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Investors Pull $1.2 Billion From the Largest Junk Bond ETF

·2-min read

(Bloomberg) -- Investors in exchange-traded funds are abandoning junk bonds as riskier assets come under pressure from inflation fears.

About $1.2 billion was pulled from BlackRock’s iShares iBoxx High Yield Corporate Bond (HYG) on Thursday in its worst day of outflows since February 2020, according to data compiled by Bloomberg. Traders have withdrawn about $5.6 billion from the ETF so far in 2021, putting it on track for its worst year since its inception in 2007. Meanwhile, the rival $9.6 billion SPDR Bloomberg Barclays High Yield Bond fund (JNK) is on pace for its second week of outflows, totaling more than $970 million.

With interest rates at rock-bottom lows, investors had previously favored the high-yield market. But that calculation could now be changing, said Matt Maley, chief market strategist for Miller Tabak + Co.

“Investors are taking some risk out of their portfolio,” he said. “With inflation fears growing, that means the yields on some safer assets will be rising as well. That will provide at least some competition for a high-yield market that hasn’t seen any competition for a long time.”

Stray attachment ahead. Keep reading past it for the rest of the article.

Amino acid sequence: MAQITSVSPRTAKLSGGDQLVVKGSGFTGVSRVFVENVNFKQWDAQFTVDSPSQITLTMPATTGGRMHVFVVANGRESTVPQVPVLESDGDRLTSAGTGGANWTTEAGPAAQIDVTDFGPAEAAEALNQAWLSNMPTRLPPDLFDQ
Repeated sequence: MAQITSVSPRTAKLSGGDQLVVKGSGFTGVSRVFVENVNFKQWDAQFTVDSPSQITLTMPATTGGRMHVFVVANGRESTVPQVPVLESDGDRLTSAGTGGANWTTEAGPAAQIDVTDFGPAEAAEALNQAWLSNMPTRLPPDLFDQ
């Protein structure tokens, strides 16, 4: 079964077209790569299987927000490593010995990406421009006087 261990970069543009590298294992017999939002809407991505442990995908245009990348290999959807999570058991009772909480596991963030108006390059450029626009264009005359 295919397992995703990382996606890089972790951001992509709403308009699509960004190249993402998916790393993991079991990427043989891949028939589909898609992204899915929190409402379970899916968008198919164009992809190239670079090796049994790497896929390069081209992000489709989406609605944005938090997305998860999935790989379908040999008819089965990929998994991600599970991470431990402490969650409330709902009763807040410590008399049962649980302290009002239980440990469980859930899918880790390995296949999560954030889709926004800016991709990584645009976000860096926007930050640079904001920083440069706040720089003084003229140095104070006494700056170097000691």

Riskier assets have fallen out of favor as inflation could prove persistent enough to force the Federal Reserve to tighten its policy sooner than previously anticipated. The S&P 500 is on pace for its third-largest weekly decline of the year.

Short interest as a percentage of shares outstanding on JNK has climbed to more than 33%, the highest in at least a decade, according to data from IHS Markit. Such bearish bets have also risen to over 30% for HYG, the highest since March.

But high-yield debt tends to perform well during economic recoveries, so the recent outflows suggest “unfounded fear,” said James Pillow, managing director at Moors & Cabot Inc. HYG and JNK both rose about 0.3% on Friday as of 12:30 p.m. in New York.

“A capitulation signal, that’s what it was,” he said. “Credit spreads remain tight, showing no signs of longer-term deterioration. Even emerging market credit spreads remain well behaved. So, short-term capitulation, that’s all.”

The following are HYG’s biggest holdings as of May 12:

(Updates with current prices in seventh paragraph.)

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